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Thread: D7000 – peculiar feature

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    A. P's Culinary Indiscriminant mongo's Avatar
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    D7000 – peculiar feature

    Mongo was testing a D7000 yesterday with a manual lens. Crystal clear and sharp through the viewfinder.

    The battery went flat. Pulled it out and put it on the charger.

    In the interim, Mongo continued to play with the camera and lens for handling etc. Discovered that it is not possible to sharply focus even a manual lens without the battery inserted !!!!! Focus was close but very soft and a little cloudy.

    Poped the semi-charged battery back in and – Presto ! the viewfinder gets a little brighter and it is possible to get razor sharp focus again ! EVEN WITH THE CAMERA STILL TURNED OFF!!!

    Discussion: -

    1. One would have thought that in an SLR, there would just be a series of direct optical prisms connecting the viewfinder to the lens with no digital input. This does not appear to be correct based on what happened.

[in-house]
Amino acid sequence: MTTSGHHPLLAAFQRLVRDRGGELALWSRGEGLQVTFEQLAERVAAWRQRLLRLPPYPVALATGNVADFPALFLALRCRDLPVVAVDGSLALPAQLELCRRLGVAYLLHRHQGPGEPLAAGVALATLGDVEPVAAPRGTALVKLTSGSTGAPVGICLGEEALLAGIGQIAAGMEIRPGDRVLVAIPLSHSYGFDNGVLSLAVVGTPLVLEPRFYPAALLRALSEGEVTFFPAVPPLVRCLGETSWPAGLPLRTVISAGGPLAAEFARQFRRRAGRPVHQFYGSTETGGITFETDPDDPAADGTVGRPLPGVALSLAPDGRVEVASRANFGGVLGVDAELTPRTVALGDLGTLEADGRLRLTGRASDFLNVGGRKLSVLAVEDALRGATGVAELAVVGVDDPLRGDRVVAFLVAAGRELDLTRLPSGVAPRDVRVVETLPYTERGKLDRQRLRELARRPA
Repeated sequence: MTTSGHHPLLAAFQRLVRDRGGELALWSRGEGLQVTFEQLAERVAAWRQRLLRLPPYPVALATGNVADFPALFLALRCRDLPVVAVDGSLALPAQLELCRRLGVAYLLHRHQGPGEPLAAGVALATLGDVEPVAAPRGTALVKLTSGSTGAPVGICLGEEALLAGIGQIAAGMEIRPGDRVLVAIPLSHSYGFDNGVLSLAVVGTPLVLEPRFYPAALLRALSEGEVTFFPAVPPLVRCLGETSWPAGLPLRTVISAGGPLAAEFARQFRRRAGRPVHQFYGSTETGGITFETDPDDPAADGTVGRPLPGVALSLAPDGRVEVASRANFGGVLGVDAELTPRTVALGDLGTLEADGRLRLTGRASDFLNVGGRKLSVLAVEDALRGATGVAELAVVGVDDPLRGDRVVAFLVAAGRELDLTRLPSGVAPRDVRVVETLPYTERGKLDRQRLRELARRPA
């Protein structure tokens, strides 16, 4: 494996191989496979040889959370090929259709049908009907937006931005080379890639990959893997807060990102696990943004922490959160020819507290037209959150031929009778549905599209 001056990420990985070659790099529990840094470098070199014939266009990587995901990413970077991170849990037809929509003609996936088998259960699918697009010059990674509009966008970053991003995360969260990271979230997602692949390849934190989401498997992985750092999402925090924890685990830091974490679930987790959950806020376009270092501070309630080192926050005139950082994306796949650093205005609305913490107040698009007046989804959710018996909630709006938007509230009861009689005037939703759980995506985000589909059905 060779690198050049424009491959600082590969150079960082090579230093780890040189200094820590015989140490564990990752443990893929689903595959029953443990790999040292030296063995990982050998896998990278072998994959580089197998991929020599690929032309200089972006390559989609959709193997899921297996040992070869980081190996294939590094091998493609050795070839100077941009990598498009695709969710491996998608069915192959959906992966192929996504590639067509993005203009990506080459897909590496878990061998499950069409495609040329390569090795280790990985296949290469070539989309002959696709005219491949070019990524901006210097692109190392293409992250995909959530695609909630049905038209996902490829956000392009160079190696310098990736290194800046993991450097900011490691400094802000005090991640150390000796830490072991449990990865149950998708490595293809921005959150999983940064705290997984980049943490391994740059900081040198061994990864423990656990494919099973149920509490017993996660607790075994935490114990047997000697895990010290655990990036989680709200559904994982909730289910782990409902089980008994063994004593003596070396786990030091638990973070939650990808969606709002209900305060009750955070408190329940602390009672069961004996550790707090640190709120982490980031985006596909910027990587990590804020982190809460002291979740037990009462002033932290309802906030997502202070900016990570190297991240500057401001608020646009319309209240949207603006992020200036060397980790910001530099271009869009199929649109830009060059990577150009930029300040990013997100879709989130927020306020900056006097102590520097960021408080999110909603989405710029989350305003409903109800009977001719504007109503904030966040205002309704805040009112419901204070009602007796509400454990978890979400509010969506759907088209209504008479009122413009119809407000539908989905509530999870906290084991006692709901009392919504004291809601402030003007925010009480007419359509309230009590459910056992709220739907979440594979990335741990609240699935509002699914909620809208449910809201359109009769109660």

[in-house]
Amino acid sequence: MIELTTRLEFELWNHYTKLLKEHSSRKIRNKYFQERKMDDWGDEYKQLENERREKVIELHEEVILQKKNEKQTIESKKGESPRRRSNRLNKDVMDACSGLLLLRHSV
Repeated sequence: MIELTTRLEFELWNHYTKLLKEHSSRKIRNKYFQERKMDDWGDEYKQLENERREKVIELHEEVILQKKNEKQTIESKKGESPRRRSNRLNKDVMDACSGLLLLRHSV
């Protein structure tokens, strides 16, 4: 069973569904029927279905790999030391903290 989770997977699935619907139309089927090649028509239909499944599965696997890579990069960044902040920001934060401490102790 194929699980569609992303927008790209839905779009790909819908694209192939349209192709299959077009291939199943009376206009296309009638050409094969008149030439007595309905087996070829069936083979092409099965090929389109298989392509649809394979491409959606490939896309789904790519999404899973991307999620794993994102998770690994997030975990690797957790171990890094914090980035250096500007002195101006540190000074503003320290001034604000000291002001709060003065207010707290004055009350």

2. Unless the physical presence of the battery in its chamber flips some sort of lever inside to change something (thus causing the viewfinder to operate normally), one might reasonably conclude that the battery is in use CONSTANTLY (even when the camera is OFF) to maintain the viewfinder function. The only way to test this theory is to place a completely dead battery in the chamber and see the results.
    3. THIS IS ALL VERY ODD !!!
    Nikon and Pentax user



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    Ausphotography Regular knumbnutz's Avatar
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    Partial LCD viewfinder ?